Re-districting, once again, is the talk of the session down in Richmond. The Senate pushed through a re-districting plan that corrects the ridiculous districts drawn by Senator George Barker (D-39th). Yesterday the Speaker of the House Bill Howell (R-28th) swashed it saying that the bill was not germane to this session. He is right.
The lines drawn by Barker really do need to change. The Ds wanted to share the wealth of eastern Fairfax, Alexandria and Arlington, so they drew districts with arms that reach out to those favorable areas and then snake back through parts of Fairfax making the whole county solid for Democrats. Barker’s 39th is the most blatant example of selfish gerrymandering. Barker lives in Clifton, he does not shop at Landmark Mall, but Landmark and six precincts in Alexandria are joined with Clifton solely because those precincts will help re-elect any Democrat. Simply put, the people of Clifton and the people of Alexandria do not live in the same community. The pickup trucks with clever pro- 2nd Amendment bumper stickers are not found in urban Alexandria just like the Priuses with anti-Bush bumper stickers are not found in rural Clifton. And that creates a problem. Legislative districts should be drawn based on communities. The lines should create no bottlenecks, no snakes or salamanders, no arms reaching out to grab whatever precinct an incumbent needs. Clifton should be with Centreville and Alexandria should be by itself. A cohesive community drawn as a legislative district is the proper way to have true representation in a democracy.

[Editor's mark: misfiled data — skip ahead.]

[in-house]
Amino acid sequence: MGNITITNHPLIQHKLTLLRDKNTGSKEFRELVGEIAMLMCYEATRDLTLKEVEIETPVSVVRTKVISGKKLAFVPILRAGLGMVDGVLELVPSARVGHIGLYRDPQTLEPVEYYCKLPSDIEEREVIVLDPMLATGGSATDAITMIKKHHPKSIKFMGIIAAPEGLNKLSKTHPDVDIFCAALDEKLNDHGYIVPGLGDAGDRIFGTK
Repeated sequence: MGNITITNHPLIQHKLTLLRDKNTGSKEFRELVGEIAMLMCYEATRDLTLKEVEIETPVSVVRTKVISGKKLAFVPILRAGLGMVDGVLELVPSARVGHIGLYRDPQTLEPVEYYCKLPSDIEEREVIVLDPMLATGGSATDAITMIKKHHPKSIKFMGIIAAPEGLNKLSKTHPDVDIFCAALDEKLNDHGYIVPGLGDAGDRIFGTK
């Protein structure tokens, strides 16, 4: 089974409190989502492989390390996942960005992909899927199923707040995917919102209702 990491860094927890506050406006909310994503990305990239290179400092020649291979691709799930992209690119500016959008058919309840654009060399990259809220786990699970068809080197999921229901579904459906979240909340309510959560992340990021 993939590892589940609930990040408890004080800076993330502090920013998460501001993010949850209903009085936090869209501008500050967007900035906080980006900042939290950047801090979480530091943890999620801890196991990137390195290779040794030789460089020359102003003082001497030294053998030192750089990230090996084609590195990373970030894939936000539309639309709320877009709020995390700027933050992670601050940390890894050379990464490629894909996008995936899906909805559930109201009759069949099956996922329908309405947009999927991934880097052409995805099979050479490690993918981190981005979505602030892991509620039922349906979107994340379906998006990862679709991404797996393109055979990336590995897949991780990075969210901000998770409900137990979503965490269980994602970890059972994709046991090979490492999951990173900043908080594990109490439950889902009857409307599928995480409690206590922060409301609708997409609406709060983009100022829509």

But we aren’t going to have that because we have entrusted legislators with the responsibility of drawing their own lines, so of course incumbents draw lines that favor their re-election. Don’t think one party does it more than the other, but also don’t jump to accuse those legislators of being evil. Believe it or not, those individuals in office actually think that they are there to do some good (with certain exceptions). So when they are asked to draw their own district they drew what would help them stay in office so that they can push their agenda, which they believe is for the greater good. It’s selfish but it’s not. It’s more undemocratic than anything else and it needs to change. An unbiased outside observer should draw lines based on community active such as same High Schools, grocery stores, major developments and neighborhoods.
The Senate tried to correct the lines of the most egregious districts, such as Barker’s 39th. Under the Senate’s proposal the 39th would lose Alexandria and Landmark and gain more of Centreville and Prince William County, which painfully makes sense. Senate Republicans cited the need to comply with the Justice Department as their reason to make their corrections. That I don’t like. That position directly contradicts what has been, for the most part, a bi-partisan effort to get the Justice Department off our back. We can’t say for years and years that we don’t need the Justice Department’s guidelines and oversight and then turn around and use the Justice Department as means after the fact to overturn something that our state has already decided on. Exactly which side of the federal/state relationship are Senate Republicans on? The problem is that we are too late.
Unfortunately, Barker and his friends got away with their gerrymandering. The Speaker is right to say re-districting is not germane to this session. And using the feds to force a state to change what it has legally done just ain’t a position Republicans should take.